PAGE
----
IN THE UNITED STATES DISTRICT COURT FOR THE EASTERN DISTRICT OF CALIFORNIA
August 27, 2010
MICROSOFT CORPORATION, PLAINTIFF,
JASON W. HAGEN, AN INDIVIDUAL D/B/A BC TECH GEAR, AKA BCMT, INC. AND DOUBLETIMEIT; AND JOHN DOES 1-5, DEFENDANTS.
ORDER TRANSFERRING CASE TO THE WESTERN DISTRICT OF WASHINGTON
Plaintiff Microsoft Corporation is a software manufacturer headquartered in Redmond, WA. Plaintiff alleges that Defendant Jason Hagen has been operating two businesses, BC Tech Gear also known as BCMT, Inc. and Doubletimeit, which do business in Fresno, CA and Ridgefield, WA. Defendant resides in Vancouver, WA. Plaintiff alleges that Defendant, through his two businesses, sold counterfeit versions of Plaintiff's software from March 2007 through October 2009. Plaintiff filed suit on December 1, 2009. The causes of action are federal copyright infringement, federal trademark infringement, federal false designation of origin, and California unfair competition practices. Defendant has filed a motion to dismiss under Fed. R. Civ. Proc. 12(b)(2), (3), (4), and (6). Plaintiff filed an opposition. Defendant did not file a reply. The matter was taken under submission without oral argument.
Defendant seeks dismissal on four grounds: failure to state a claim, insufficient process, lack of personal jurisdiction, and improper venue. The court need not address all of these arguments as transfer is appropriate in this case. Defendant states he has "been a resident of and only of Washington state since 2004." Doc. 19, Defendant's Brief, at 3. The summons was personally served on Defendant at his address, 14434 NW 25th Ct., Vancouver, WA 98685. Doc. 14. "Microsoft is obviously aware that Defendant is pro se and does not object to the transfer of venue to the Western District of Washington if the Court determines that it does not have jurisdiction over the Defendant or that venue is improper or inconvenient in the Eastern District of California." Doc. 21, Microsoft's Opposition, at 11:5-9.
This is a lawsuit between a Plaintiff from Redmond, WA, and a Defendant from Vancouver, WA, both within the bounds of the Western District of Washington. One of the two companies whose actions are the subject of this suit is located in Ridgefield, WA, which is also within the bounds of the Western District of Washington. Defendant asserts that the Eastern District of California lacks personal jurisdiction in the matter. While disagreeing with that conclusion, Plaintiff suggests that transfer may be appropriate. There is no reason why the case should not be transferred for the convenience of all involved. "The language of §1406(a) is amply broad enough to authorize the transfer of cases, however wrong the plaintiff may have been in filing his case as to venue, whether the court in which it was filed had personal jurisdiction over the defendants or not." Goldlawr, Inc. v. Heiman, 369 U.S. 463, 467 (1962), emphasis added. The District of Hawaii has concluded that "Because this court may transfer venue under either §1404(a) or §1406(a) without regard to whether it has personal jurisdiction over [defendant], this court need not decide the issue of personal jurisdiction before deciding to transfer venue." Kawamoto v. CB Richard Ellis, Inc., 225 F. Supp. 2d 1209, 1211 (D. Haw. 2002). Similarly, the District of Nevada found, "Because it furthers the purpose of judicial economy, a case may be transferred under §1406(a) even where venue is proper, but where there is no personal jurisdiction over the defendant in the transferor district." Club Vista Fin. Servs., LLC v. Maslon, Edelman, Borman & Brand, LLP, 2010 U.S. Dist. LEXIS 77817, *6 (D. Nev. July 29, 2010), citations omitted. The court need not determine whether there is personal jurisdiction or proper venue in the Eastern District of California.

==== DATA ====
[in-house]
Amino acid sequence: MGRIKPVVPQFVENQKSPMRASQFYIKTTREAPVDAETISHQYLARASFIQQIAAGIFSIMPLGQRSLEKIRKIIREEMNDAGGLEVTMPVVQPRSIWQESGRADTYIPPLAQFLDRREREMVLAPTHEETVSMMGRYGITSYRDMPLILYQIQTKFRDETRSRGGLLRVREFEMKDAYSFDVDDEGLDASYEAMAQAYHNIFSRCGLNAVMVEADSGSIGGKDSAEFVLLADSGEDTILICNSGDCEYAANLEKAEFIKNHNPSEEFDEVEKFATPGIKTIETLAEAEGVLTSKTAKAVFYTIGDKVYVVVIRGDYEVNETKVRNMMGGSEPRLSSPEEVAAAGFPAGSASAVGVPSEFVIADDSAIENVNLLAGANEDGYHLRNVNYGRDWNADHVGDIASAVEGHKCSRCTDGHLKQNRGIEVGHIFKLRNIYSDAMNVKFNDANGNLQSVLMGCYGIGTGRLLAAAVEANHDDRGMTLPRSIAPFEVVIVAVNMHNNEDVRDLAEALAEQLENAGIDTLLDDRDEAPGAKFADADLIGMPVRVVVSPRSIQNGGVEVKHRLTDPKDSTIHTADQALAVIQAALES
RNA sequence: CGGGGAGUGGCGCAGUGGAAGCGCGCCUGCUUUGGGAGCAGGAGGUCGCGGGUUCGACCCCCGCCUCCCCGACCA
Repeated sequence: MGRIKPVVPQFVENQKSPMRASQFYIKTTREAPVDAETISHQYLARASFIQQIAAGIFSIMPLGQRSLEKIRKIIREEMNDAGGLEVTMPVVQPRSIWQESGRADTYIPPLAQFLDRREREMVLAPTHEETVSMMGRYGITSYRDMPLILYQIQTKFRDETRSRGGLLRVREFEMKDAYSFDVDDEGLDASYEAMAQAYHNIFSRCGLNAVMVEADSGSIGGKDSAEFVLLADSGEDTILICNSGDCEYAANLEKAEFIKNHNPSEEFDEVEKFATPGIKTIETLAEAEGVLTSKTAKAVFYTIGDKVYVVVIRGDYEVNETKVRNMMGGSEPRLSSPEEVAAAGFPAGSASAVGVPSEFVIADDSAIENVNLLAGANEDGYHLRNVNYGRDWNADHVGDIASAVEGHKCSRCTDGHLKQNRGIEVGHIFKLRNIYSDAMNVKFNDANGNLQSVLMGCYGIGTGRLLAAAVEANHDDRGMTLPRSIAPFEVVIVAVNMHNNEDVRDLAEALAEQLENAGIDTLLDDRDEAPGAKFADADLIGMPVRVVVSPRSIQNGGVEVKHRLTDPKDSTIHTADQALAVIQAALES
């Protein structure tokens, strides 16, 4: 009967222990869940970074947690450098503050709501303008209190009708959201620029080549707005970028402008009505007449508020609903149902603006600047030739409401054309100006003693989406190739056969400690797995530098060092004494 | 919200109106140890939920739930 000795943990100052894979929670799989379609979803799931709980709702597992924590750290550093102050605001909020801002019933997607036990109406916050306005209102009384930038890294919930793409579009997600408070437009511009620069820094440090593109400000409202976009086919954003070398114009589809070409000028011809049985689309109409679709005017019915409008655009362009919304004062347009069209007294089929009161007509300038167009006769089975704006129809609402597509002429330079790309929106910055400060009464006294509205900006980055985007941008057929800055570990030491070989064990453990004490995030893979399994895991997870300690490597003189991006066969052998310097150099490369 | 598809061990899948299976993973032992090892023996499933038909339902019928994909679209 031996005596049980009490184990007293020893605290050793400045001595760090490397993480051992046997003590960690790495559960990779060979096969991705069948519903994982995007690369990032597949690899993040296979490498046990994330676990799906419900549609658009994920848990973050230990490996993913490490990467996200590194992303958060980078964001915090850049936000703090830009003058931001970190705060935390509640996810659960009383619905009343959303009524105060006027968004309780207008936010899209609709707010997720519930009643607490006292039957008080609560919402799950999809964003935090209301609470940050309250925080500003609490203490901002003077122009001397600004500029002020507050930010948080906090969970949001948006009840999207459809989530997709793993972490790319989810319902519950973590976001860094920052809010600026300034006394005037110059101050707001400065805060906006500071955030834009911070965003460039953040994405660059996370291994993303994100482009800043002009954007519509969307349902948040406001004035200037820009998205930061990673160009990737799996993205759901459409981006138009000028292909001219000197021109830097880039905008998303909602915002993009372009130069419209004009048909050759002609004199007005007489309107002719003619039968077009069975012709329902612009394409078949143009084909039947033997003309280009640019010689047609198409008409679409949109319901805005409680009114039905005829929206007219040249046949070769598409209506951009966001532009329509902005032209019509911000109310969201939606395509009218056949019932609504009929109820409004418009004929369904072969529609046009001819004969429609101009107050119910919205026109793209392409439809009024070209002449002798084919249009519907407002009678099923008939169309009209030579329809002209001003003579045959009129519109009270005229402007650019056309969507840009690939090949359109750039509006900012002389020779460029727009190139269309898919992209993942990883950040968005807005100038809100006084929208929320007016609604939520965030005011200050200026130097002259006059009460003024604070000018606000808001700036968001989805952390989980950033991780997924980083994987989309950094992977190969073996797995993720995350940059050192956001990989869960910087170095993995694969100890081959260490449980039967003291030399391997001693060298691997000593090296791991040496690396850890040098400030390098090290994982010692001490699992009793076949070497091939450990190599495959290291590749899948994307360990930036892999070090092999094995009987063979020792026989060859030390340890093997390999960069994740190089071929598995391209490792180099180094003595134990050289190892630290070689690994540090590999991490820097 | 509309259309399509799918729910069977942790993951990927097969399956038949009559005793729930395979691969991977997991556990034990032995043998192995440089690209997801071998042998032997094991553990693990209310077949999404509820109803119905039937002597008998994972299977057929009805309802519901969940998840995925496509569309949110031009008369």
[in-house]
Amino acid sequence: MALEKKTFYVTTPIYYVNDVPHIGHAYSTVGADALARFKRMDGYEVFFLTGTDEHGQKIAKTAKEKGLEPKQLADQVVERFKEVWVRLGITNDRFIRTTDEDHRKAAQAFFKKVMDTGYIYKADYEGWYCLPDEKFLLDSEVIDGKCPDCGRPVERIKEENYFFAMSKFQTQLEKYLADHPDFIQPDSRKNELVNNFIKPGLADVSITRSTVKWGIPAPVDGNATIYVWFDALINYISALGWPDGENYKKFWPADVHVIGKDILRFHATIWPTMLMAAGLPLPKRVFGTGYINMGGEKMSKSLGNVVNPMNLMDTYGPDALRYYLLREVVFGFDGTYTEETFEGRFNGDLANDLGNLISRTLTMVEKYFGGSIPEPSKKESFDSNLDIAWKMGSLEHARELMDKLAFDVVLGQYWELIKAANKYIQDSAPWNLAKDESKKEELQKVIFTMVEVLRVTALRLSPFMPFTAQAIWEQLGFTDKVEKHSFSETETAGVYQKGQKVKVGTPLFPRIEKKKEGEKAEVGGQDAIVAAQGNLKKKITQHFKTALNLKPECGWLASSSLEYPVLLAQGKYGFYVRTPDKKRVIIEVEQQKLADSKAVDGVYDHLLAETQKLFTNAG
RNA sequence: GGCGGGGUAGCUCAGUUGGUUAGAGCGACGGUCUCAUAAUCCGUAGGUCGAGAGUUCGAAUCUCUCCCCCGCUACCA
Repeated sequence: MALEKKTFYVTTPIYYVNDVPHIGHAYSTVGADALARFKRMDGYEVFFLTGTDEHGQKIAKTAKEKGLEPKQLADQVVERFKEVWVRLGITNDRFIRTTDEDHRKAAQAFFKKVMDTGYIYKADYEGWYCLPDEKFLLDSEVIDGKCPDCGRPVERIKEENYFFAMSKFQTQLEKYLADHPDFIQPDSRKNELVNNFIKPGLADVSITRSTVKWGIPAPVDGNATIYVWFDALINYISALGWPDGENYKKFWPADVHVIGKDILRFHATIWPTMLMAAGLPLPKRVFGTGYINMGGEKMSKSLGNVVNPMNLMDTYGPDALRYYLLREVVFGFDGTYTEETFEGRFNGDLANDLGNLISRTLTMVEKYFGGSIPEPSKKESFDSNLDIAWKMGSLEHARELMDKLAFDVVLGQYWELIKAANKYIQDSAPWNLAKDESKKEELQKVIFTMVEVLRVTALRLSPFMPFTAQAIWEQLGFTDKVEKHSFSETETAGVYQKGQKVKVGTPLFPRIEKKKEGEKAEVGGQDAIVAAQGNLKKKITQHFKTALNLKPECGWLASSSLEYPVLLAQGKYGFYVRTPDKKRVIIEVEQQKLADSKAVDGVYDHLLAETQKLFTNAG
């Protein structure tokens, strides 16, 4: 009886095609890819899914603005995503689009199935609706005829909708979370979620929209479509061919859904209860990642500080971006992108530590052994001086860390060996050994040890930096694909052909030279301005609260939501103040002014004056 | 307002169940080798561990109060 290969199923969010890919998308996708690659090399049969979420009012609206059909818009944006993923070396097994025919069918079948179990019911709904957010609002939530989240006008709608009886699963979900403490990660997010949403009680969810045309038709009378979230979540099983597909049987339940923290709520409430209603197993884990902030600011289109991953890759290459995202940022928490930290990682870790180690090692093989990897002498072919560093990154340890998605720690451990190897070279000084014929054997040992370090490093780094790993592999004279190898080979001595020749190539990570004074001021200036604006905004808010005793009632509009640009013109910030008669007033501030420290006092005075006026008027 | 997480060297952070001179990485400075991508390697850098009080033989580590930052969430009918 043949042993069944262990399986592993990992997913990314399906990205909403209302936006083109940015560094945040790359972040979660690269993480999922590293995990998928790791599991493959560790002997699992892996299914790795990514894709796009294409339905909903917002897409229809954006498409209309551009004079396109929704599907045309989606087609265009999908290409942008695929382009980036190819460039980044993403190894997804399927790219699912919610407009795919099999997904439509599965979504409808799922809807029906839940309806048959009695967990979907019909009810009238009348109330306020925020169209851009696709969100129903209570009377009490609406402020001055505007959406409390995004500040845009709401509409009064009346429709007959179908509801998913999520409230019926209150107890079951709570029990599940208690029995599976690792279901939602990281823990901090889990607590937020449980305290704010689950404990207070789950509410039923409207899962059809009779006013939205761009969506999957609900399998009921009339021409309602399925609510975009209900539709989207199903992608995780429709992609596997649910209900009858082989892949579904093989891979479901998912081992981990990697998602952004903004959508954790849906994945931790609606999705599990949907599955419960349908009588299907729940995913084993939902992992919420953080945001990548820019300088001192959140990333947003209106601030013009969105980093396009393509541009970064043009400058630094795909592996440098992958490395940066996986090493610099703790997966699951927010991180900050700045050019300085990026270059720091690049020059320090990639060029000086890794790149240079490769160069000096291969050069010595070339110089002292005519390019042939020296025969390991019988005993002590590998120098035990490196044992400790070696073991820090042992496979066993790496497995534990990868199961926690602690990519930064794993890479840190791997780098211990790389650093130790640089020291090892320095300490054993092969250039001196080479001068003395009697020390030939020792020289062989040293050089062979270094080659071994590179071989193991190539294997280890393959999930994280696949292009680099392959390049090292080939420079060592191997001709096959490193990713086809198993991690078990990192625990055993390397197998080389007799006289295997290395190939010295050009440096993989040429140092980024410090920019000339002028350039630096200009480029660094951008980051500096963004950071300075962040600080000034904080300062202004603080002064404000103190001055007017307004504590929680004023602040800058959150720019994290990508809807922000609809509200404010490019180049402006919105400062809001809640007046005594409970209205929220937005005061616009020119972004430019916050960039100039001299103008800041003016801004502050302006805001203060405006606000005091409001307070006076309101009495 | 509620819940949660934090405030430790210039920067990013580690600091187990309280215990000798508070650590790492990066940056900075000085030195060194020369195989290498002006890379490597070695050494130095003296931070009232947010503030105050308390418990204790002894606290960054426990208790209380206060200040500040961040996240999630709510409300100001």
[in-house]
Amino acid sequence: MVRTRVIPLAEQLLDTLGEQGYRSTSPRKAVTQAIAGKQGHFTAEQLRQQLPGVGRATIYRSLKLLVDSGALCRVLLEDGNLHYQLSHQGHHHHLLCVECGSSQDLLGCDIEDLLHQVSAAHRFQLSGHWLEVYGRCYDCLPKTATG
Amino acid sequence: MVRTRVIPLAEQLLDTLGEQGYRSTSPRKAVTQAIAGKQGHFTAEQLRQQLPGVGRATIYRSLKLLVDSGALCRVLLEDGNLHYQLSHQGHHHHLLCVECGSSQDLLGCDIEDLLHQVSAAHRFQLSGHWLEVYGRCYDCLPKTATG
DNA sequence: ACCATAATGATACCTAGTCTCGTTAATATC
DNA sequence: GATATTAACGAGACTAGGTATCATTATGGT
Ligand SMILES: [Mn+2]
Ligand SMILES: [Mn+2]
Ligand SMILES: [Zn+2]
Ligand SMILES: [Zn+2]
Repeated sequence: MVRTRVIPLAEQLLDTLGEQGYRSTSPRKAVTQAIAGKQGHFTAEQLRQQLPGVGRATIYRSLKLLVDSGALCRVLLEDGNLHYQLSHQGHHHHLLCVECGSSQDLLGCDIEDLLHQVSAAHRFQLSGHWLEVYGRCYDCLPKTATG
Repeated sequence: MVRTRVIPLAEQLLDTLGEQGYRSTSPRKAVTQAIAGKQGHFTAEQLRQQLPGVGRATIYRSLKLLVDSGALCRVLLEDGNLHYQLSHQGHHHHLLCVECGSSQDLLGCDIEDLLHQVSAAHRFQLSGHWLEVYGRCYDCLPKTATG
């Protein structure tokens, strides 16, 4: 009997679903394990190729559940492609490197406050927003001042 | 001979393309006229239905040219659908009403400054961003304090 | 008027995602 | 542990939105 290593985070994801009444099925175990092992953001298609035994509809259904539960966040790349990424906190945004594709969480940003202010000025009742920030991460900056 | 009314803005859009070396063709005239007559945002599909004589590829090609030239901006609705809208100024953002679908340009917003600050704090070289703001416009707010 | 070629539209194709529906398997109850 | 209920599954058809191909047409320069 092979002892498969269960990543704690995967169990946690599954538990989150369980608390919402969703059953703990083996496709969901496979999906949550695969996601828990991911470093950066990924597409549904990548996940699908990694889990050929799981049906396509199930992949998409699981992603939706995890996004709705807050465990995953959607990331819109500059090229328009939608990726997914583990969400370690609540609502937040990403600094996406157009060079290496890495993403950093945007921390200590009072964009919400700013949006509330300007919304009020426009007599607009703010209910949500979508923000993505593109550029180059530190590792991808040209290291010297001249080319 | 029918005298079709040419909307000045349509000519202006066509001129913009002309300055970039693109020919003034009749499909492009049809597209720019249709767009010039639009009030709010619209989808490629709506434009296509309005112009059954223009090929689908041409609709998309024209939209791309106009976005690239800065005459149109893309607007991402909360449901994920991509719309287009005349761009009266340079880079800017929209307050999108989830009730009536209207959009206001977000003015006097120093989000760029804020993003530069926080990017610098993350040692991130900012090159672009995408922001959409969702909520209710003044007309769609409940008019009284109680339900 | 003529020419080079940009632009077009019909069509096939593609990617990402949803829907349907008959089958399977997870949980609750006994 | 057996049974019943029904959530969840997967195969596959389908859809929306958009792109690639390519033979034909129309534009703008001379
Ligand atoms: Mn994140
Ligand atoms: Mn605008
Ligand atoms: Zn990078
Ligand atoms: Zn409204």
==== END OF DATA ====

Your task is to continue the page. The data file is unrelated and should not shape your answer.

Transfer would be convenient for the parties and is in the interest of justice. The applicable venue provision states, "Civil actions, suits, or proceedings arising under any Act of Congress relating to copyrights or exclusive rights in mask works or designs may be instituted in the district in which the defendant or his agent resides or may be found." 28 U.S.C. §1400(a). Plaintiff alleges a federal copyright violation. Defendant lives within the bounds of the Western District of Washington. Personal jurisdiction and venue is appropriate in the Western District of Washington.
Defendant's motion to dismiss is DENIED without prejudice to refiling. The Clerk of the Court is ordered to TRANSFER the case to the Western District of Washington.
IT IS SO ORDERED.
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